If Woods was hoping for the Old Course to challenge him, only a light breeze graced the links for the fourth day running. Though remaining essentially conservative in his approach but continuing to hole the putts that mattered, Woods scored a 69 to become the third champion, after Greg Norman and Nick Price, to have four rounds in the 60s. "I couldn't care less about the scoring record, all I wanted was four straight rounds in the 60s," he said. "That was something I did not do at Pebble Beach or at Augusta. Finally to get the job done was a great feeling. I thoroughly enjoyed the challenge of playing well here, of making some long putts and two-putting from 100 feet."

As for the bunkers being a hazard, he added: "I was in a bunker every day I've been here, but it was on the practice range."

"It was a spectacular performance," said the deflated Duval, who was threatening at the turn but came home in 43. "He didn't make the mistakes and capitalised at the holes where you would expect. He is playing very efficiently."

Six ahead of Thomas Bjorn and Duval at the start, Woods saw his advantage cut to three by his fellow American, who had the services of Greg Rita on his bag, John Daly's caddie in 1995. Duval's putt at the first ran over the edge of the hole but he birdied four of the next six. Ernie Els, who faded after being the first-day leader, also made a charge with four birdies in the first five but could advance no further. Woods's only birdie on the front nine came at the fourth and he had to work hard for a par five at the fifth.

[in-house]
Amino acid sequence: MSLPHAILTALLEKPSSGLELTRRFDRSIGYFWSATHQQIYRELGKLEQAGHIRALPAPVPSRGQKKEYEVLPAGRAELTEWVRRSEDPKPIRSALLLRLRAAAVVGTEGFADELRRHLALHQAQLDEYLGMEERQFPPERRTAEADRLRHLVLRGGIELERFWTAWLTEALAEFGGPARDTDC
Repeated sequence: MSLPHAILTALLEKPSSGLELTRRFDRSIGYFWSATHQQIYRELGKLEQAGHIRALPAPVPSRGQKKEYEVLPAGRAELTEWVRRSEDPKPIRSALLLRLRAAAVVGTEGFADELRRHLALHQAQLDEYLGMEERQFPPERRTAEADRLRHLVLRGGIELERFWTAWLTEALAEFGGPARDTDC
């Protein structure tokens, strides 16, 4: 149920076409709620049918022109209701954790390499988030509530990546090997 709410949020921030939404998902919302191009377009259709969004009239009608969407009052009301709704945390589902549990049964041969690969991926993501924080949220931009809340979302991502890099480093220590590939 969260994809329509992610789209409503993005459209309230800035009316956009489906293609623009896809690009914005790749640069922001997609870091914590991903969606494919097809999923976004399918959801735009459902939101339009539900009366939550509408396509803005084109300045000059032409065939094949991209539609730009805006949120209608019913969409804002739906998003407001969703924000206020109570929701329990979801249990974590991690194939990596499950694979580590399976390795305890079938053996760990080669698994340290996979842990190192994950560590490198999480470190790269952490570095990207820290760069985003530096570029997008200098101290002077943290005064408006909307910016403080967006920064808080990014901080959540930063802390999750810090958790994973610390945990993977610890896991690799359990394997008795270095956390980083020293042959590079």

But Duval, who will have to continue his search for a first major title, three-putted at the same hole and, though he was out in 32, his chance was gone. Woods drove the green at the 379-yard 10th and gained another shot by two-putting for birdie. He also found the putting surface at the 314-yard 12th, while Duval's drive finished on the right. His chip slipped off the shelf at the front of the green and he took three putts to get down.

The bogey, his first for two days and only his third of the week, meant a two-shot swing and Duval dropped two more shots before the R and A engraver started his work. Woods bogeyed the 17th, his only dropped shot of the day, but avoided a Van de Velde-like collapse. Instead, Duval got into the Road Bunker and suffered the indignity of taking four to get out, leaving Els - for the third time in majors this year - and Denmark's Bjorn sharing second place.

Magnanimous in victory, Woods put his arm round Duval's shoulders as they walked off at the last and said at the prizegiving: "David didn't have the day he would have liked but he acted like a champion." As for the runners-up, he added: "I'm sorry I made a few putts this week."

Woods, who turned pro in 1996 after winning three US Amateur titles, has now won 27 times in 102 tournaments. But it is since completing his swing changes in May last year that he has dominated the game like few before. In the last 14 months he has won 16 times in 29 events. Last year he earned £4.4m and the £500,000 cheque he received last night took his season's tally to £3.75m. He has not pocketed the cash and sat back.